• The dossier wasn't 'sexed up'. Campbell didn't press to harden the terms of the dossier. The language was possibly sexed up, but not the essence of it, and the intelligence services were completely happy with the result.

    • There was no strategy to name Kelly, and no leaking.

    • Blair had nothing to do with the decisions made at the meetings he chaired, and knew nothing about them (so forget all about what Kevin Tebbit said).

    • The Ministry of Defence didn't do anything wrong except for being insufficiently touchy-feely in the way it told Kelly of his fate.

    • John Scarlett may have been 'subconsciously' influenced to produce a harder report based on his feelings about what Blair wanted (mystical psychobabble, perhaps involving ESP, and no mention of the clever way that Scarlett used the term 'ownership' of the dossier to arrange to have it prepared without meaningful input of the intelligence experts like Kelly).

    • Kelly didn't say what Gilligan said he did, despite the fact that Gilligan is the only living witness to the conversations, Kelly himself basically confirmed the truth of what Gilligan said (although he remained confused, probably because Gilligan had another as yet unnamed source), Susan Watts also confirmed it, and it has been completely confirmed by all subsequent events.

    • The whole war thing that the British people and the British Parliament didn't want, and the thousands and thousands of dead people killed on the basis of Blair's lies, and the lies about the weapons of mass destruction and the imminent threat (battlefield or strategic weapons, who cares!), and the 'crock of shit' concerning the 45 minute claim and on and on and on. You know whose fault it all was? Apparently, it was all the BBC's fault!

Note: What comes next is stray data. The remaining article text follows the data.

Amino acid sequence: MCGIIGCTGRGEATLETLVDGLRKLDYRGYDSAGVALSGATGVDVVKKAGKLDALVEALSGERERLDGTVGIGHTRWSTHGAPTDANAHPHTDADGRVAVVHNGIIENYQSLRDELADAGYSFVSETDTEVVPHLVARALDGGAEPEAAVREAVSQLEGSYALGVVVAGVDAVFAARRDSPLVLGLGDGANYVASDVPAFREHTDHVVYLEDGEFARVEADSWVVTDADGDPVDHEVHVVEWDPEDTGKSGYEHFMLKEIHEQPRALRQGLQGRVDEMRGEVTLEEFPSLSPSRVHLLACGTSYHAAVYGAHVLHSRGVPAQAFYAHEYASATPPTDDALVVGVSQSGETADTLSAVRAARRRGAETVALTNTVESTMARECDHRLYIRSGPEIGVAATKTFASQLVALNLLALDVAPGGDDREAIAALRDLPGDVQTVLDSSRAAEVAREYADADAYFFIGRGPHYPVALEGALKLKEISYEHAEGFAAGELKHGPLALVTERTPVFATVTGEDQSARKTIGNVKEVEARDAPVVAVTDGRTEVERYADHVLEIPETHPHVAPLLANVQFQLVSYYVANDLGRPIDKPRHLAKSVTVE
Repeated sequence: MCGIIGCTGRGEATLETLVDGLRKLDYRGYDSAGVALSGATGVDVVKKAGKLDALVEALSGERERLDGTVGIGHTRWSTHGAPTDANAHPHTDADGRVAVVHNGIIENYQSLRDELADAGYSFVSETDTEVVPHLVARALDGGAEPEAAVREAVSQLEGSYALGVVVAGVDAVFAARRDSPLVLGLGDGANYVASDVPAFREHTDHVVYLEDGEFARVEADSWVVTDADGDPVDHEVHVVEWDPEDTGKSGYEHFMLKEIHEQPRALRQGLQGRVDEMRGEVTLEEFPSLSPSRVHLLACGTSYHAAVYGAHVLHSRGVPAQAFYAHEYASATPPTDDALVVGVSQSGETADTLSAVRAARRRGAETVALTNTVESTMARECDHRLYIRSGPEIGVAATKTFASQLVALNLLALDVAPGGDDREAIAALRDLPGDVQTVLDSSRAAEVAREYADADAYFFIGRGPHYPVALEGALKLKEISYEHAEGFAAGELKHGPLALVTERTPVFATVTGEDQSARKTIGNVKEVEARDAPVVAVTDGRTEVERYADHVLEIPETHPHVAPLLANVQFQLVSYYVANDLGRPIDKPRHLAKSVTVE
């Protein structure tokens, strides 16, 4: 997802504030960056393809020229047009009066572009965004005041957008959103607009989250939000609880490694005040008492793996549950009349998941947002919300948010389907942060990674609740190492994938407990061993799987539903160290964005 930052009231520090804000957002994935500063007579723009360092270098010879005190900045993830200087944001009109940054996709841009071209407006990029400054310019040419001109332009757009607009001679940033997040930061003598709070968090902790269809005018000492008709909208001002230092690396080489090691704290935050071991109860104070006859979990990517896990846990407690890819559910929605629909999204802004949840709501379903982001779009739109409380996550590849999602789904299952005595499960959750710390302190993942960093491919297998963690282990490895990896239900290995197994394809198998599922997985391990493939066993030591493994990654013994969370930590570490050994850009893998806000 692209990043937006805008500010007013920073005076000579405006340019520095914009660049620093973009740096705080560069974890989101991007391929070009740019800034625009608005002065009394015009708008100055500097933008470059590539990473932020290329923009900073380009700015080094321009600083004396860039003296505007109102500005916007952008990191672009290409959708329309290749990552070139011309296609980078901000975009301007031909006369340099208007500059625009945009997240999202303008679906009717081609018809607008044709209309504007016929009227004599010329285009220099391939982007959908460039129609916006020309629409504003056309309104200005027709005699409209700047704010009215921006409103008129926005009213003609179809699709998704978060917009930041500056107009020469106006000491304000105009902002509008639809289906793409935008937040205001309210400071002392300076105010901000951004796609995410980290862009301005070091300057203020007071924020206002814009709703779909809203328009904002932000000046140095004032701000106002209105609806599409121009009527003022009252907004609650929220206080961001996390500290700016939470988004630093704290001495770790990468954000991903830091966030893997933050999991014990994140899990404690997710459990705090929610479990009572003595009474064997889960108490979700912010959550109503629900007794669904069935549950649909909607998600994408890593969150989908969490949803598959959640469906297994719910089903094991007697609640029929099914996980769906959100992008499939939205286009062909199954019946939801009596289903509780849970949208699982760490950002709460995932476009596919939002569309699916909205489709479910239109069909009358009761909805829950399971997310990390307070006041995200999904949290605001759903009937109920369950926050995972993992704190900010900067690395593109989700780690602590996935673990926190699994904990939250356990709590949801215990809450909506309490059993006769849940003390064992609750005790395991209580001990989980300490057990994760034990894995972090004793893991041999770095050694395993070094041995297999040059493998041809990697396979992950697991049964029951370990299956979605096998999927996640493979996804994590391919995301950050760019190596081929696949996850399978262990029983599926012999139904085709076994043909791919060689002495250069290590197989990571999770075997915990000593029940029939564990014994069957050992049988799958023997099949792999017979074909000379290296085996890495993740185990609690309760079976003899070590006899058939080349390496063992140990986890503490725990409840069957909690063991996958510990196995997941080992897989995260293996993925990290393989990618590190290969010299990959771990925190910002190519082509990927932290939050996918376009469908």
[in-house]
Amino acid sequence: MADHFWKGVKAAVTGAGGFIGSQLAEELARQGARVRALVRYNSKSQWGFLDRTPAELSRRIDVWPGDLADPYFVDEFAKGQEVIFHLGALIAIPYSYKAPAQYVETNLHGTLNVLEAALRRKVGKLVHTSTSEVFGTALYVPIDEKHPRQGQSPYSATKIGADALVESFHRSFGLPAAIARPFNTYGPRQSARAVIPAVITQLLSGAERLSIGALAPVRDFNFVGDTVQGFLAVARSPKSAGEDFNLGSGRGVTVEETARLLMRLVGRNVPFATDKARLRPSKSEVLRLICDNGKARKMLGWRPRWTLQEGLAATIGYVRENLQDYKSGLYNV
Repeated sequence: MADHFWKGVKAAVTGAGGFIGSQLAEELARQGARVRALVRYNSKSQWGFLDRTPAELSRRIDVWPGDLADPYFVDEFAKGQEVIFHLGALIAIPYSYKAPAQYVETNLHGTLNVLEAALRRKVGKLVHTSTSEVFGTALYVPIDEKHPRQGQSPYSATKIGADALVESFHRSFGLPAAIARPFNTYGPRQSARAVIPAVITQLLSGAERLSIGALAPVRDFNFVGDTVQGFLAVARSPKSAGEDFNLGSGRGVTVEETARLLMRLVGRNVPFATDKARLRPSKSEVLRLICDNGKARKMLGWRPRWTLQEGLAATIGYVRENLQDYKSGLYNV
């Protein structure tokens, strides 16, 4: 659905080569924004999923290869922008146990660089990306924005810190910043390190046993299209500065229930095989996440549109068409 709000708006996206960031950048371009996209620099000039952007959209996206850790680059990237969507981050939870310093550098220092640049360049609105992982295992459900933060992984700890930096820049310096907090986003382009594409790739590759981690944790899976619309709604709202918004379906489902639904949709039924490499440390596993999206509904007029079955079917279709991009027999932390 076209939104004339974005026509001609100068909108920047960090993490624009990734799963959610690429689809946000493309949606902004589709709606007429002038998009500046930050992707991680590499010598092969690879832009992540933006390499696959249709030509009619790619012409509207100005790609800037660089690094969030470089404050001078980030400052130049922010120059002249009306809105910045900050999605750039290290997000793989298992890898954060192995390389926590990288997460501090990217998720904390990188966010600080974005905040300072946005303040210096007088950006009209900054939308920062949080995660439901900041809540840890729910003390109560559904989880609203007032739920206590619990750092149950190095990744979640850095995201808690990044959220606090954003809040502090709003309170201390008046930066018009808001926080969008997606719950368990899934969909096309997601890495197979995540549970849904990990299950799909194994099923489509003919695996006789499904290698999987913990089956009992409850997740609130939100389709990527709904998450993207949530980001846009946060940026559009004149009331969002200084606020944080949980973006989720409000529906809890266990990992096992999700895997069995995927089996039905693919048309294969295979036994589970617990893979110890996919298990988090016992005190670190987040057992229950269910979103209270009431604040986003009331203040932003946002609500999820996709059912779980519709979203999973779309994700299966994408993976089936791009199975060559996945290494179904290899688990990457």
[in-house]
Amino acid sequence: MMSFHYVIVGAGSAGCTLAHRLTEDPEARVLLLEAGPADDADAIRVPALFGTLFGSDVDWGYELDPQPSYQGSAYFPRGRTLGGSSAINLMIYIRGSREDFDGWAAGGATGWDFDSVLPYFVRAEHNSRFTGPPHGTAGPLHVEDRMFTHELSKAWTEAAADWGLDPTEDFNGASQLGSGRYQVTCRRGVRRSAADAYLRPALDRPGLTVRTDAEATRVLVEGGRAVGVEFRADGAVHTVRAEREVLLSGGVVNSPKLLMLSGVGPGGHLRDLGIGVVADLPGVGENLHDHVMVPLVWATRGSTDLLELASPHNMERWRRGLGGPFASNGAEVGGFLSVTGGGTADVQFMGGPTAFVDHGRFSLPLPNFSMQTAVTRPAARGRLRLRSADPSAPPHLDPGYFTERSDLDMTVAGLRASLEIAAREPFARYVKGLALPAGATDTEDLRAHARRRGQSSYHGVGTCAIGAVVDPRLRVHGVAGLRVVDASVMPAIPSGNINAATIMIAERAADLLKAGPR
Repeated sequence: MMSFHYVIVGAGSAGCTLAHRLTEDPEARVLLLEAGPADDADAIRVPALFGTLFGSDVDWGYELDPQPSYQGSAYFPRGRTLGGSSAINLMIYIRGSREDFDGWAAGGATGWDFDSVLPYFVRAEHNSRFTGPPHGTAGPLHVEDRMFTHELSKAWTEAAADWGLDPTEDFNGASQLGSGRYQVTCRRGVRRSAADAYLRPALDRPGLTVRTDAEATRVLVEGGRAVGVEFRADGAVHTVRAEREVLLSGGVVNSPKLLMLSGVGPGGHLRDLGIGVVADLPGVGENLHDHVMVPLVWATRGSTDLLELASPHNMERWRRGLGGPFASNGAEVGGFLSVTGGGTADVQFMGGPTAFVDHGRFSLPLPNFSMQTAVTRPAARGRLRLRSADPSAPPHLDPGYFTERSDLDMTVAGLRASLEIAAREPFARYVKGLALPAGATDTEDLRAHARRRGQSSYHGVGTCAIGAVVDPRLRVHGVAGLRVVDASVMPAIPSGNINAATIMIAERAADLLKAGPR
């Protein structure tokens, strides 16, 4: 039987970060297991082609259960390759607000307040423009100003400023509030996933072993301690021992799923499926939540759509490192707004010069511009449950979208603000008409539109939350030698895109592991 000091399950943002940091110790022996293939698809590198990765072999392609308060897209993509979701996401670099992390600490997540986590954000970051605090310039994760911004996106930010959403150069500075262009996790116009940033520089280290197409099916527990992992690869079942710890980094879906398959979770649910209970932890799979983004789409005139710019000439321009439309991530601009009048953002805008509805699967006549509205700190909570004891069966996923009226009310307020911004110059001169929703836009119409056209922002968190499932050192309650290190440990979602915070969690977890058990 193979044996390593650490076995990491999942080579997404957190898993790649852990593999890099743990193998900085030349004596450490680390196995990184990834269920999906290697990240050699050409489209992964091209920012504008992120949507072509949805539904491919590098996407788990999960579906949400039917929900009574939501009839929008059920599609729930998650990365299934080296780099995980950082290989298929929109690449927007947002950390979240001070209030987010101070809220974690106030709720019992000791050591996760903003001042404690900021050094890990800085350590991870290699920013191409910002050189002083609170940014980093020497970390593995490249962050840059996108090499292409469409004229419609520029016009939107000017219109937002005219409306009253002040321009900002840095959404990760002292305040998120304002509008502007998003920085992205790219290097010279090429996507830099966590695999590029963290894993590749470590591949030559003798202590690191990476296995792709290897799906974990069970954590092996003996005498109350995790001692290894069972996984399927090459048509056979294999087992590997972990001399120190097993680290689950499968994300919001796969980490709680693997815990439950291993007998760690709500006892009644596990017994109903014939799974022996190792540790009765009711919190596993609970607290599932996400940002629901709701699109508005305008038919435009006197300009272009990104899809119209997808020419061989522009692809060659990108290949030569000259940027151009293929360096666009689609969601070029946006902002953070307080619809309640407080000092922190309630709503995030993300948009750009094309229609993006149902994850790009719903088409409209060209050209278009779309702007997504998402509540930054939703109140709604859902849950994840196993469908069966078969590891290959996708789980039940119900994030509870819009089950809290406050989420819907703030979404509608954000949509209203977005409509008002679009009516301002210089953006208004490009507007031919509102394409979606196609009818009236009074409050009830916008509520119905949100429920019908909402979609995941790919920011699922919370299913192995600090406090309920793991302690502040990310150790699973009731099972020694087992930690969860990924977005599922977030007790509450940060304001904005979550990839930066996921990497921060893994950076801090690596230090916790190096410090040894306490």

Of course, anyone looking at the facts can clearly see that every single one of Hutton's findings is very tenuous. In every single case where the facts could have been interpreted in two different ways, Hutton sided firmly with the government, and in many cases he really had to stretch the facts to do so.

  2. The British people are peasants and remain peasants. In no modern country would such an insulting report be issued without riots in the streets. This report is an insult to the intelligence of anyone who reads it and an insult to the British people, who apparently are prepared to accept this horseshit from their 'betters', and like it. Gloating Blair (or here), who has been lying to the British people non-stop for months, now has the absolute audacity to demand an apology from those who dared point out the obvious fact that every single thing he said to force through the attack on Iraq has proven to be a lie. Hutton must have retired to his club, lit up a big cigar (or perhaps a big blunt, for that is what he must have been smoking when he wrote his report), and had a huge laugh with his friends about how the peasants have been fooled again.